Intel Rockets To The Top With Its 22nm Ivy Bridge


Intel has finally introduced their top line processors. Codenamed “Ivy Bridge”, these new processors represent the “tick” in Intel’s “tick-tock” strategy, where each “tick” is a shrink in manufacturing process technology used and every “tock” is a completely new microarchitecture. As such, Ivy Bridge is manufactured using the latest 22nm process technology and also boasts a number of other incremental upgrades.

Let’s begin by first taking a look at the list of mobile processors available at launch. Looking at the table below, it shows that only high-end quad-core Core i7 parts will be available at this point of time. And looking at the rated TDP, none of them are the low 17W TDP variants that are used in Ultrabooks. This means that folks who want to get their hands on an Ivy Bridge-powered Ultrabook would have to wait a little while longer yet. On the flip side, the Core i7-3920XM sports really aggressive clock speeds and it’ll be interesting to see if it can push the envelope of desktop-replacement systems even further. From what we’ve gleamed in the upcoming line-up of multimedia notebooks being refreshed, the Core i7-36xx series are probably going to be most often used new mobile processor.

Processor Details 1

It’s been more than a month since the launch of Ivy Bridge, and Intel has just announced a slew of new mobile processors. While the mobile processors at launch were all high-end quad-core Core i7 parts, the new Ivy Bridge processors today from Intel will include eight new mid-range dual-core processors, four of which are ultra low-voltage 17W TDP variants specially-designed for Ultrabooks. And like the Sandy Bridge variants, the ultra low-voltage 17W TDP parts are easily identified by the number “7” in the last digit of their model name. Here’s a quick peek at the new processors :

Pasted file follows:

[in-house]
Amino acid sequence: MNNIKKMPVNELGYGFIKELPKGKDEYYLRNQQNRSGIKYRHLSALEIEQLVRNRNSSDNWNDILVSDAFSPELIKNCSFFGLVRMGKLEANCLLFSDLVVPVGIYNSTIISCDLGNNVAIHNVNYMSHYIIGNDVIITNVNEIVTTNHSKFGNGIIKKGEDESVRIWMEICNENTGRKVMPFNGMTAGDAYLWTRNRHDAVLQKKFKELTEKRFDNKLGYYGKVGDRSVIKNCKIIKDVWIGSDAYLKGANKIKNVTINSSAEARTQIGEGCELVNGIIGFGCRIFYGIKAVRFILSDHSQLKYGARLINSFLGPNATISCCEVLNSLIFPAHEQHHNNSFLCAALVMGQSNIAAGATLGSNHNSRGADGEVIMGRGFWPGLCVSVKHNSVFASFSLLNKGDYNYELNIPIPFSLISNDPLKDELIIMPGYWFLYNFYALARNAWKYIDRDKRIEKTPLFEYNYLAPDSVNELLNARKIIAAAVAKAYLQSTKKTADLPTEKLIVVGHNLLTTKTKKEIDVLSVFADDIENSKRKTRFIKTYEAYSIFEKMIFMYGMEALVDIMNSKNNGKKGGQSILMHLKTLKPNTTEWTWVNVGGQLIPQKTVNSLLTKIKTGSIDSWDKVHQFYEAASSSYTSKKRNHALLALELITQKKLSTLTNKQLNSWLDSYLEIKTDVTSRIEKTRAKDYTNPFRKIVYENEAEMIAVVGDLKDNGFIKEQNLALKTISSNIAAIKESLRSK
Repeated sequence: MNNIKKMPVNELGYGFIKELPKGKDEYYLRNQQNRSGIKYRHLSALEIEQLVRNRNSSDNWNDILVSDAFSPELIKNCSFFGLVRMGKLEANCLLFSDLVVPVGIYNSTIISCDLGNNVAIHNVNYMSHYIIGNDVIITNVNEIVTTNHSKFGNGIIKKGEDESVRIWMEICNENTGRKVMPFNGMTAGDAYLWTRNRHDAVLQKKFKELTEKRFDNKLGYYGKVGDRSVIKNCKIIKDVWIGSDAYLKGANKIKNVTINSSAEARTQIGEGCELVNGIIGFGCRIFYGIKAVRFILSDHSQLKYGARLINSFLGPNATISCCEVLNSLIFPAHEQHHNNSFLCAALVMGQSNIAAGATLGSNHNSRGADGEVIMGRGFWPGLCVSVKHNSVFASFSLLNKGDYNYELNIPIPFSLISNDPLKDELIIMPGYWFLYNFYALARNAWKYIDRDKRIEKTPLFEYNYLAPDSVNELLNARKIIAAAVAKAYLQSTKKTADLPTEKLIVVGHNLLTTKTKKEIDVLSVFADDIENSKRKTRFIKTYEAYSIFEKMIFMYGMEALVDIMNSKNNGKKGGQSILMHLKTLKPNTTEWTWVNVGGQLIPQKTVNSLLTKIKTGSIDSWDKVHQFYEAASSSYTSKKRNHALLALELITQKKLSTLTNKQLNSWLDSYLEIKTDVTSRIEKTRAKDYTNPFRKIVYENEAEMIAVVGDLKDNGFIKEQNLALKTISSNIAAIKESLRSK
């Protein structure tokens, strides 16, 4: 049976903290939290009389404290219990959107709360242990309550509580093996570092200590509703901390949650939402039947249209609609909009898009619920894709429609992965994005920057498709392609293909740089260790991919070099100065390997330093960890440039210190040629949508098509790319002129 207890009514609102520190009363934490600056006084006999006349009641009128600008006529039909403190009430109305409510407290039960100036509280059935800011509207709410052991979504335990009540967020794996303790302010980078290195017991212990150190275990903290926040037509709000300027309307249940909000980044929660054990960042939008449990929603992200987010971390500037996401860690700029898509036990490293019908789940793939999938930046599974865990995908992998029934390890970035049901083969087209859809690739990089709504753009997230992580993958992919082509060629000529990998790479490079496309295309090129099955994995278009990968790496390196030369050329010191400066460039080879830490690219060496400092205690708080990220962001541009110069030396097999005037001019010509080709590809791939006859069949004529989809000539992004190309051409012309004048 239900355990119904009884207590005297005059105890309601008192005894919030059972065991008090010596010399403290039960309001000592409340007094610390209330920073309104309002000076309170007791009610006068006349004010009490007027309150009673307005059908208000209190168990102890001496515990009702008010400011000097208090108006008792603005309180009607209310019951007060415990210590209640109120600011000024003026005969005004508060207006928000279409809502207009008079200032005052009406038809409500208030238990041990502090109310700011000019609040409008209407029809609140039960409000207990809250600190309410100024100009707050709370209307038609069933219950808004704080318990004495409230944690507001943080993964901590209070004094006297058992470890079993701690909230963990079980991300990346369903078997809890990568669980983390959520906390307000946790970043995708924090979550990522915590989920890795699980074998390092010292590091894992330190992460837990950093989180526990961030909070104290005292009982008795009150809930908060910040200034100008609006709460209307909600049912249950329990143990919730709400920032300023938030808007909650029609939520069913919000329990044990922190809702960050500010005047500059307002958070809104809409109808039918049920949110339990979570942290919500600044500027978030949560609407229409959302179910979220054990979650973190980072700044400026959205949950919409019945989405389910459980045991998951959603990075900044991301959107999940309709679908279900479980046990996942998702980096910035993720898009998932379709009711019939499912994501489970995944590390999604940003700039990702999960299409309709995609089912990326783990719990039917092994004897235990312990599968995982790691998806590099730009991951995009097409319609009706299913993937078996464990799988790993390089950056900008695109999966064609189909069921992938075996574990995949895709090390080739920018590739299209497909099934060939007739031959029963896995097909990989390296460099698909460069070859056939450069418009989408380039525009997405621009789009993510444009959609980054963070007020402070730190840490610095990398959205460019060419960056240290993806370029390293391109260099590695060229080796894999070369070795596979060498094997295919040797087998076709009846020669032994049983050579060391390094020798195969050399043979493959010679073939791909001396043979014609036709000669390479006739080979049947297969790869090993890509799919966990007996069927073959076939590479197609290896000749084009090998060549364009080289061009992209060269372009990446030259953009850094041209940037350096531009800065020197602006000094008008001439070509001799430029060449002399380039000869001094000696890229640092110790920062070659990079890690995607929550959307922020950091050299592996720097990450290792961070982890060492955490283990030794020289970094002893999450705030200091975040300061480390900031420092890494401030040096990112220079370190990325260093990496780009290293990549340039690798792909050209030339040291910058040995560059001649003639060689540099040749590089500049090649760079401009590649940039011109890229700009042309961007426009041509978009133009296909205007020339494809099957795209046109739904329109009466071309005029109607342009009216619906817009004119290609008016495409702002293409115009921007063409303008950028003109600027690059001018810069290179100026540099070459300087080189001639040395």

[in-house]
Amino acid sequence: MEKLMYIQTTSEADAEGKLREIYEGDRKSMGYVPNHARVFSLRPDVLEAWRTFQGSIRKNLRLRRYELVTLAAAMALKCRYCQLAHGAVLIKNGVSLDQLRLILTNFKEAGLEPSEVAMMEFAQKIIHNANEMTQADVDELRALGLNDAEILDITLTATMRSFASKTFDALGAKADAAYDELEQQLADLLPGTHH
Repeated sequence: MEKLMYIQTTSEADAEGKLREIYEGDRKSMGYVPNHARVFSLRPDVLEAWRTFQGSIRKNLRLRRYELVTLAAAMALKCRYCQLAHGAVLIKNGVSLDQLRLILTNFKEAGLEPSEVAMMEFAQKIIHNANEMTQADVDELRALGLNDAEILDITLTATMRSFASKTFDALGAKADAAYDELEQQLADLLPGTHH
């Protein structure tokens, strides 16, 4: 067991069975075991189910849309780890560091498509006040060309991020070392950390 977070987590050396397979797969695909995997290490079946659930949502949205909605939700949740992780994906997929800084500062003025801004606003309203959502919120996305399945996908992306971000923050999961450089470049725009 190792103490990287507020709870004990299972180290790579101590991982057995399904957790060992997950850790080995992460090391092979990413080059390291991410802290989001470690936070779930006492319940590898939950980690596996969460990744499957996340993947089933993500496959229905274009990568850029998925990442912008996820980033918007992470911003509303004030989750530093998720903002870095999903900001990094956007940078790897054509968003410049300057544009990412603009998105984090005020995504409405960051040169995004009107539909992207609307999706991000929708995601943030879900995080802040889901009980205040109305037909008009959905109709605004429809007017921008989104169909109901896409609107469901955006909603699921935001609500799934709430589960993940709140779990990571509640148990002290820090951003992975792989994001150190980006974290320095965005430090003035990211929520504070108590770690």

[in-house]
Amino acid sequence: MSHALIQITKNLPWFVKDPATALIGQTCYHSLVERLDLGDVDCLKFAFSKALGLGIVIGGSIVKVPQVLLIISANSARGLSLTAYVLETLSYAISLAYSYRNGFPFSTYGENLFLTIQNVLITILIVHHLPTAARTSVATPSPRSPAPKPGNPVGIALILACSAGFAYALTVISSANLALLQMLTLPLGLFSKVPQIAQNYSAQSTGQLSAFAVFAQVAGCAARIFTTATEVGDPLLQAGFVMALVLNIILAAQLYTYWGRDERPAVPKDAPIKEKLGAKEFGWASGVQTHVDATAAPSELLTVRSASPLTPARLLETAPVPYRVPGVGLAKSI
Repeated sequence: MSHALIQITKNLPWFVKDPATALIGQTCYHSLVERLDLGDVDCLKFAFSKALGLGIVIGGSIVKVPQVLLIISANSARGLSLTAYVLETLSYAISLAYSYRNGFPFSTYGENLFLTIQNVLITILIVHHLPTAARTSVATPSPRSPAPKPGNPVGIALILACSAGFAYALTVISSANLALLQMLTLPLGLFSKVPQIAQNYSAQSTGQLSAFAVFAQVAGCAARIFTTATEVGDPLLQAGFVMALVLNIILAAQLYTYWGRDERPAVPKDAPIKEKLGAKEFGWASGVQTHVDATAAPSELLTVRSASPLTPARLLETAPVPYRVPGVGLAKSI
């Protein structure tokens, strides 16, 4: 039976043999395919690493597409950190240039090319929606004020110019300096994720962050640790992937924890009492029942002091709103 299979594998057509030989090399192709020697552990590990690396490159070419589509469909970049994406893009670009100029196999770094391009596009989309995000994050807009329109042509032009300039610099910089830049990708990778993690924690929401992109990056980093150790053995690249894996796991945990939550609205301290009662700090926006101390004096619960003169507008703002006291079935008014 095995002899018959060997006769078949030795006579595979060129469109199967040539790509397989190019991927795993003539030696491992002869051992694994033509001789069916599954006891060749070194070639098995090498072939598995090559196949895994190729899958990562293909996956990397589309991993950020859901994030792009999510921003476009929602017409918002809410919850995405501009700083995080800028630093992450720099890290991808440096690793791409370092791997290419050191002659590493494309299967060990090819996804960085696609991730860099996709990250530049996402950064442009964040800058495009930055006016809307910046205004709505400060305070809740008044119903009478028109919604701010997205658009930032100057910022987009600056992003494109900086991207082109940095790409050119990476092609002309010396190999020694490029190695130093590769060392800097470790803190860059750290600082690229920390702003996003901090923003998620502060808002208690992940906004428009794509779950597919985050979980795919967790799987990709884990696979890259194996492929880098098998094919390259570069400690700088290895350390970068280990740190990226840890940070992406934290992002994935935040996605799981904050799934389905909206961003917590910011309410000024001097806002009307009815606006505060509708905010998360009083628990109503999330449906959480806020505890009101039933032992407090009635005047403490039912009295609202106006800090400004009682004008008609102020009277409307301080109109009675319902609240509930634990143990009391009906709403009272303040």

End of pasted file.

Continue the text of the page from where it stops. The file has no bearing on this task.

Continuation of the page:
In terms of specifications, the new processors sport slightly higher clock speeds than the Sandy Bridge models they replace, but otherwise retain mostly the same specifications such as L3 cache and TDP. But most crucially, especially for the low-voltage 17W TDP processors that will go into Ultrabooks, they will all be equipped with the new HD Graphics 4000 GPU. For most Ultrabooks which do not have discrete graphics, the new HD Graphics 4000 GPU will give the new generation Ultrabooks enhanced graphics capabilities. And although it won’t let it blaze through the latest games at the best graphics settings, this should at least make Ultrabooks a little more pleasing to use, especially for very casual gaming.

However, note from the specs that the 17W TDP variants have lower processor and graphics clock speeds than the regular mobile processors. This would definitely create a gap in graphics performance and even experience, which we’ll ascertain as soon as the new generation Ivy Bridge equipped Ultrabooks role in to the market. All things said, if you’re really into gaming, you’ll need a notebook with at least a mid-range discrete GPU – this requirement hasn’t changed ever since notebooks have come into existence. What has improved is the base-level experience as the platforms progress every year. For example, video decoding and even encoding is a breeze with these new platforms.

Too bad this wraps up our section.However you should stay tuned for updates and other news.


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